Running the choir was a major undertaking. LaManna reported that “The official size of the choir is twenty men and thirty boys…There is also a junior boychoir which has twenty-five boys, and which acts as a preparatory group for the senior boychoir. Two Sisters are appointed each year as ‘choir Sisters’ by Mother Superior. They have charge of vesting the boys before services, and accompany the boys on assignments away from the parish, i.e., Christmas programs, etc.” All the boys were chosen by audition from the Parish school (the boys who weren’t chosen became altar servers).

Each section of the group had its own rigorous schedule: “The men of the choir rehearse alone of Wednesday evening…The men rehearse on Friday evening with the senior boychoir, and again on Sunday morning forty-five minutes before Mass….The Senior Boychoir (Middle School boys at SFDS School)…rehearses every day from 3 to 4 PM…They also rehearse on most Saturday mornings, and with the men on Friday evening and Sunday morning before Solemn Mass. During the month of December they rehearse from 8 to 8:30 AM also. The Junior Boychoir…is chosen each year from the third grade boys, and acts as a preparatory choir for the senior boychoir. Most boys remain in this group for two years. They are in the processional and recessional at Solemn Mass, but they attend Mass in the pews rather than the choirloft. This group rehearses every day at 11 AM…They also attend a short rehearsal to go over the hymns for the processional and recessional on Sunday morning.

The Solemn Mass every Sunday was a carefully-orchestrated production: “10:00 AM — Senior Boys report to be vested; 10:15 – Senior Boys and Men rehearse. 10:30 — Junior Boys report for vesting; 10:45 – Junior Boys, Senior Boys, and Men rehearse the hymns for the Processional and Recessional – organist leaves for choirloft; 10:50 – Line-up for procession; 10:55 – Procession – Junior and Senior Boys (Men on Major Feasts and Holy Days); 11:00 AM Solemn Mass – Senior Boys and Men upstairs, Junior Boys downstairs.” The elaborate musical program was always highlighted in the Parish Monthly Bulletin.

Was all the effort appreciated? LaManna admitted that “the attendance at Solemn Mass is very poor…” but “most of the parishioners brag about the choir to others even though they don’t come to hear it weekly…” What a shock to the system it must have been when the ultramodern plexiglass Venturi sanctuary was inaugurated to the squeal of electric guitars just a few years later!

Peter LaManna

Parish Report Card

An old folder recently yielded up a copy of our parish 2002 Self-Assessment of the Pastoral Plan – our parish self-written “report card” – put together under 12th pastor Father Roland Slobogin, almost twenty years ago, to mark the start of our “Second Hundred Years.” That surprisingly interesting time capsule included several pages from an earlier report, composed by Angie Coughlan and Maureen Tate in 1995 for 11th pastor Father Janton, offering some “reflections for consideration” that were still considered relevant in 2002. Do they seem familiar?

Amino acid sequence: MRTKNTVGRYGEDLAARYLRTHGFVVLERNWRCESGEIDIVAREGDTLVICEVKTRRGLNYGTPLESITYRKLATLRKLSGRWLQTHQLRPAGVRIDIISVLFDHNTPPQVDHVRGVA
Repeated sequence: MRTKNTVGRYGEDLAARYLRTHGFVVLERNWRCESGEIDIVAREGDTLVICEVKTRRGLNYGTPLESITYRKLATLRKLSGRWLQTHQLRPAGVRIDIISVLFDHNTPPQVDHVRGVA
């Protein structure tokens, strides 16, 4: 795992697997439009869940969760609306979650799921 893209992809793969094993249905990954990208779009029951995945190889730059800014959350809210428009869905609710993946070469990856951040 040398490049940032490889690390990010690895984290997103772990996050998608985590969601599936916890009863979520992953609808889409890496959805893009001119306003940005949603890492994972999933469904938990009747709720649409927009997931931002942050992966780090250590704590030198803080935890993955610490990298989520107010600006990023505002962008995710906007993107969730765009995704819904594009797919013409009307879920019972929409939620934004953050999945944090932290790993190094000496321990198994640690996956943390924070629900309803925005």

“We have long sensed a need for collaborative decision-making at St. Francis de Sales. The need exists for the ministry team as well as the Parish and Finance Councils and parishioners. Great efforts are made in the areas of parish life but they are not coordinated or in communication with each other. There needs to be further development of the Parish Council so that it can be included in decision-making with the ministry team as well as solicit input from parishioners.

                “There has long been a great need for dialogue about liturgy. Because of our diverse community we have many views on liturgical music, symbol and ritual, and the spirit of worship that makes prayer possible...” (This was topical in 2002, since SFDS and MBS had recently been twinned; we became a combined parish in 2007)

                “We currently have no vehicle for addressing the social and spiritual needs of our teenagers. We need to find a way for them to be a more visible presence in the community and to enable them to make their own contribution.”

                “Our social action focus has been limited to direct service and referral. Parishioners who constitute the microcosm which is St. Francis de Sales face issues of race, class, economic injustice, violence and community disintegration on a daily basis in very real ways and we need the Church to provide some guidance or forum in which to address these major influences in our lives and community. For those who are working on these issues constantly, we feel that we should be making a Christian response and yet there is not a way to help one another discern what this might be.”

                “There have been very infrequent and limited opportunities for adult spiritual enrichment. We recognize that past efforts were not always well attended but we believe there needs to be a consistent effort to build this into our parish life. Many of our parishioners could be resource people for such programs.

                “When funds were available parishioners valued and benefited from the resources of a DRE (A Director of Religious Education to run the PREP. Now we have Sr. Alice!) Parents are willing and able to maintain the religious education program for children although administration, development and growth is very limited...”

                “Although our parish is well regarded by the community we have observed that there is no interaction with other churches in the immediate neighborhood. We do have some relationship with the other Catholic churches of West Philadelphia although this is also very limited. Because of the pressing social problems in our midst and because other church communities are trying to address these same immediate concerns we feel that the community and parishioners would benefit by collaboration with the other churches….”